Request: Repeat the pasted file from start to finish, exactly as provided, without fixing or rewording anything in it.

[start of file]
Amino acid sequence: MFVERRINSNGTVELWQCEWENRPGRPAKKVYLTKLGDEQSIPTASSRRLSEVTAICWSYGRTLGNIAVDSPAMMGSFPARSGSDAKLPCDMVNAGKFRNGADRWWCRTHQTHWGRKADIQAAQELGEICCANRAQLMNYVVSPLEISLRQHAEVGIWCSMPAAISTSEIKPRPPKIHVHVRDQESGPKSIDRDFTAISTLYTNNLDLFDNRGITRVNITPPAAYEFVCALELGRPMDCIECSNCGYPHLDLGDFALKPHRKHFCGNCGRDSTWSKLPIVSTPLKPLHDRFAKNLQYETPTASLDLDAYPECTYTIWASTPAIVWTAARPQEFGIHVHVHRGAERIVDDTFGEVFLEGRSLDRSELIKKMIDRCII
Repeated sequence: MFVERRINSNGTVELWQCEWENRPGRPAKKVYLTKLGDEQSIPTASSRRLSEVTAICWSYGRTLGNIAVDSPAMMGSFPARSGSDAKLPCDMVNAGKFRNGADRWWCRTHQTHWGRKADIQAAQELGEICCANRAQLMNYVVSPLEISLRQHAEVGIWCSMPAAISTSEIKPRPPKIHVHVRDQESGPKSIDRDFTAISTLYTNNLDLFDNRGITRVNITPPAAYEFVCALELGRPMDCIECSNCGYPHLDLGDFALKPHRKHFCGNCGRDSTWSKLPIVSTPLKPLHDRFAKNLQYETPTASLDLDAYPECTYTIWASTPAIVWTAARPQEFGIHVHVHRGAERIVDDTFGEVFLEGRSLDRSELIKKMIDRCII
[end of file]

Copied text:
Amino acid sequence: MFVERRINSNGTVELWQCEWENRPGRPAKKVYLTKLGDEQSIPTASSRRLSEVTAICWSYGRTLGNIAVDSPAMMGSFPARSGSDAKLPCDMVNAGKFRNGADRWWCRTHQTHWGRKADIQAAQELGEICCANRAQLMNYVVSPLEISLRQHAEVGIWCSMPAAISTSEIKPRPPKIHVHVRDQESGPKSIDRDFTAISTLYTNNLDLFDNRGITRVNITPPAAYEFVCALELGRPMDCIECSNCGYPHLDLGDFALKPHRKHFCGNCGRDSTWSKLPIVSTPLKPLHDRFAKNLQYETPTASLDLDAYPECTYTIWASTPAIVWTAARPQEFGIHVHVHRGAERIVDDTFGEVFLEGRSLDRSELIKKMIDRCII
Repeated sequence: MFVERRINSNGTVELWQCEWENRPGRPAKKVYLTKLGDEQSIPTASSRRLSEVTAICWSYGRTLGNIAVDSPAMMGSFPARSGSDAKLPCDMVNAGKFRNGADRWWCRTHQTHWGRKADIQAAQELGEICCANRAQLMNYVVSPLEISLRQHAEVGIWCSMPAAISTSEIKPRPPKIHVHVRDQESGPKSIDRDFTAISTLYTNNLDLFDNRGITRVNITPPAAYEFVCALELGRPMDCIECSNCGYPHLDLGDFALKPHRKHFCGNCGRDSTWSKLPIVSTPLKPLHDRFAKNLQYETPTASLDLDAYPECTYTIWASTPAIVWTAARPQEFGIHVHVHRGAERIVDDTFGEVFLEGRSLDRSELIKKMIDRCII